disameliorative effect of euphemisms

Gregory {Greg} Downing gd2 at NYU.EDU
Sat Mar 3 04:30:51 UTC 2001

At 11:50 AM 3/2/2001 -0500, Mark_Mandel at dragonsys.com wrote:
>>Gregory {Greg} Downing <gd2 at NYU.EDU> writes:
>>Would it have made more sense to you had I said "offensive" rather than
>>"pejorative"? (In making my word-choice I was trying to avoid the sometimes
>>heavy emotional freight often carried by "offensive"....)
>Yes, it would have made more sense to me, and I would not have replied as I
>did. Perhaps I should not have brought up the coinage "shittery", since it
>involves fictional cultural assumptions. But I do not take "pejorative" to
>mean generally "offensive in some way"; it is a technical term with a
>specific meaning.

>From my possibly parochial angle, this sub-discussion of how "pejorative" is
properly defined gets chalked up to the ubiquitous phenomenon of different
people employing the same word in two somewhat overlapping but non-identical
ways. In fact, it often seems to be the case that the same person employs
the same word in somewhat different ways, over time.

In any case, OED2's definition begins: "Tending to make worse;
depreciatory," which seems to specify a fairly broad semantic range,
including terms applied to any given thing that are more negative in force
than whatever neutral or positive terms are employed in reference to the
same thing. The status of Latin _peior_ as a comparative adjective may
affect the ideolect of some educated speakers, and (as OED notes) the usage
history of the word shows that it has often, but not exclusively, been used
more narrowly, i.e., in application to neutral or positive words to which
some depreciatory *morphology* has been added (e.g., poetaster). In M.M.'s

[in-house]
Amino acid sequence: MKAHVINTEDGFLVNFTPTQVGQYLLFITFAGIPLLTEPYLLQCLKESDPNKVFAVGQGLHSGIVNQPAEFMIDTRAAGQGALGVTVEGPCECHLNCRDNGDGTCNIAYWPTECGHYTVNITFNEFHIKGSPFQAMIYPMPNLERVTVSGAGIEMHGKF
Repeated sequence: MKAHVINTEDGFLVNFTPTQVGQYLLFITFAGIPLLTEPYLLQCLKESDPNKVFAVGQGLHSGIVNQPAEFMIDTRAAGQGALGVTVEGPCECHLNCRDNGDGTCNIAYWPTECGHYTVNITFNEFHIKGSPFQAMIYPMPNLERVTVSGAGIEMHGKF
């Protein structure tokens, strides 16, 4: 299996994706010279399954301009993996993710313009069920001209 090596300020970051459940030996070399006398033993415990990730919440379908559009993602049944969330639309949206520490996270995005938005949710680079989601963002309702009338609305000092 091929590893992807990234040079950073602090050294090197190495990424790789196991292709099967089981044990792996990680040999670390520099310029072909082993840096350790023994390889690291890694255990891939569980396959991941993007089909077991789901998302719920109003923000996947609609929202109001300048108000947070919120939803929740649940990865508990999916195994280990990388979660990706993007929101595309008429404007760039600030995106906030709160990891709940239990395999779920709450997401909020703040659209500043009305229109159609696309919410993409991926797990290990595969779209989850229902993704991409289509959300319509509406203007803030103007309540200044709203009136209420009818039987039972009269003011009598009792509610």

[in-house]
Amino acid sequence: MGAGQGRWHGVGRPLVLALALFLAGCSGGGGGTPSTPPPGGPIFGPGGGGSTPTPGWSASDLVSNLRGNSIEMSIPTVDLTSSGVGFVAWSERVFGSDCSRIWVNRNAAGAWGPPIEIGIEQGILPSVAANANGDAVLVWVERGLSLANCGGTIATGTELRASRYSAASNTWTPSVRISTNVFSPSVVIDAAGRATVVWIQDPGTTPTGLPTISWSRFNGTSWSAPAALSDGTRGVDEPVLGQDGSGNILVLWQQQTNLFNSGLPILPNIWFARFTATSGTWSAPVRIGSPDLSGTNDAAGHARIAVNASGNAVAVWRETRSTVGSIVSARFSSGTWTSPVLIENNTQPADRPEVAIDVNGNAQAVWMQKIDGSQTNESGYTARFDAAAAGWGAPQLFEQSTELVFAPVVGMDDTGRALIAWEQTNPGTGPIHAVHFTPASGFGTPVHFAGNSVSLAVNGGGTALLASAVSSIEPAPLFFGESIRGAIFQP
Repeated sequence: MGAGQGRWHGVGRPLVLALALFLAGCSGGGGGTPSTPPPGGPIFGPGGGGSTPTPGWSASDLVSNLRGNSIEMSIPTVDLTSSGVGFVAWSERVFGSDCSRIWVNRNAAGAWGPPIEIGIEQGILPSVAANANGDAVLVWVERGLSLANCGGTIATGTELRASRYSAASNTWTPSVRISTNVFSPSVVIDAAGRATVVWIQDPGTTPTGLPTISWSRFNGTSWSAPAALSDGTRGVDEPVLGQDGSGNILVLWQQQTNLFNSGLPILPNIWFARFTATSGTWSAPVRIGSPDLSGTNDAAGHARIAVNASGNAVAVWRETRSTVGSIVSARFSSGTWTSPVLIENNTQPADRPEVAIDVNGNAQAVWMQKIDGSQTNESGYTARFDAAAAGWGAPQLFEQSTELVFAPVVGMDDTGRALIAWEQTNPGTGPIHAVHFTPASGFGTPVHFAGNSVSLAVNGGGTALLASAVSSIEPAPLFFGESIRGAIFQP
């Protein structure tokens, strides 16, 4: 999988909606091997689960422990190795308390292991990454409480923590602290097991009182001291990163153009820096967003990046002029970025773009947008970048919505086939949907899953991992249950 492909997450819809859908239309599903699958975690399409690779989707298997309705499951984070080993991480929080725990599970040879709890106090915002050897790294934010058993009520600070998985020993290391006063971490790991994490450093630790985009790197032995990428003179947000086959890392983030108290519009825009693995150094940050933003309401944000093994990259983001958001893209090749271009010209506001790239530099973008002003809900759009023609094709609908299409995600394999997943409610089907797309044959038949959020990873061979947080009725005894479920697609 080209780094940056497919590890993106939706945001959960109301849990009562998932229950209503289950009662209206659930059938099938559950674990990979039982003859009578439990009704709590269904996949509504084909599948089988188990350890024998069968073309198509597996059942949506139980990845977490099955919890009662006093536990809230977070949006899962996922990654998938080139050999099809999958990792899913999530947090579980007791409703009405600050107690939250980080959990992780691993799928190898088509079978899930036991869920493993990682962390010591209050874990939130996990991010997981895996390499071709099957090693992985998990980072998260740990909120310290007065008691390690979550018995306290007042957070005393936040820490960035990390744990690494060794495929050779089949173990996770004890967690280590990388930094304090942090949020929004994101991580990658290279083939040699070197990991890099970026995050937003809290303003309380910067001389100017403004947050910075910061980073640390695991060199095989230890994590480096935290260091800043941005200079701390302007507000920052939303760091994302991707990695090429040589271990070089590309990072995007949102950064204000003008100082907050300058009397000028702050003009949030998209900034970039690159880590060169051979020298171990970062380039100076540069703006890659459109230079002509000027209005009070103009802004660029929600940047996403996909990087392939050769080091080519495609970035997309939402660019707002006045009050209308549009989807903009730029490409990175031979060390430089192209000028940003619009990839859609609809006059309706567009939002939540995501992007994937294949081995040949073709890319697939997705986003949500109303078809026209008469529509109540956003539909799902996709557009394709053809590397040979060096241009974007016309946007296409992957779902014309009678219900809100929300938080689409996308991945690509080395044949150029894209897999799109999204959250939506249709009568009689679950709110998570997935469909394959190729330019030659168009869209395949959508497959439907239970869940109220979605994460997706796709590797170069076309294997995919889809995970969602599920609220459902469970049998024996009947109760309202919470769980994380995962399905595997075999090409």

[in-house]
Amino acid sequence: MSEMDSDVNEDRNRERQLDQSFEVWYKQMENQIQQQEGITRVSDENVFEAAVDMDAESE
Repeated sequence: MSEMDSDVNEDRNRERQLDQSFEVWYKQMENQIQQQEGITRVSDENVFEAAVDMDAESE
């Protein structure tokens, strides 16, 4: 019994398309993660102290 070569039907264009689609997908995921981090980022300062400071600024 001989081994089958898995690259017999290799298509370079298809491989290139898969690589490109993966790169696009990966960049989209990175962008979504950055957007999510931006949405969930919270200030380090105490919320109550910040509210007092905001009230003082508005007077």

idiolect the proper use of the term is a function of whether or not it is
being employed to "equate... the thing referred to with something
undesireable, something worse than what it is," and he gives an etymological
justification ("Latin "peior" 'worse'"). He's absolutely entitled to his
definition, of course! Usage is usage!

I know from experience that language-minded people often argue at
considerable length over whether the ways in which they currently use a
given word are better than the ways in which others have used that word.
Only occasionally do I see anything definite and positive emerge from those
kinds of debates, which tend to take the form of two adamantly opposed camps
lobbing verbal and conceptual artillery across a no-man's-land. Sic transit
gloria praescriptivismi, or something like that! So perhaps the better part
of valo(u)r would be to let this shuttlecock fall, particularly in light of
the fact that no one has had anything to say about it onlist during the past
ten hours! Then again, once someone makes any definite statement on the
internet, the probability of its diametric counterstatement coming to the
fore tends to approach 1.0!

Best regards to all,

Greg Downing, at greg.downing at nyu.edu or gd2 at nyu.edu

More information about the Ads-l mailing list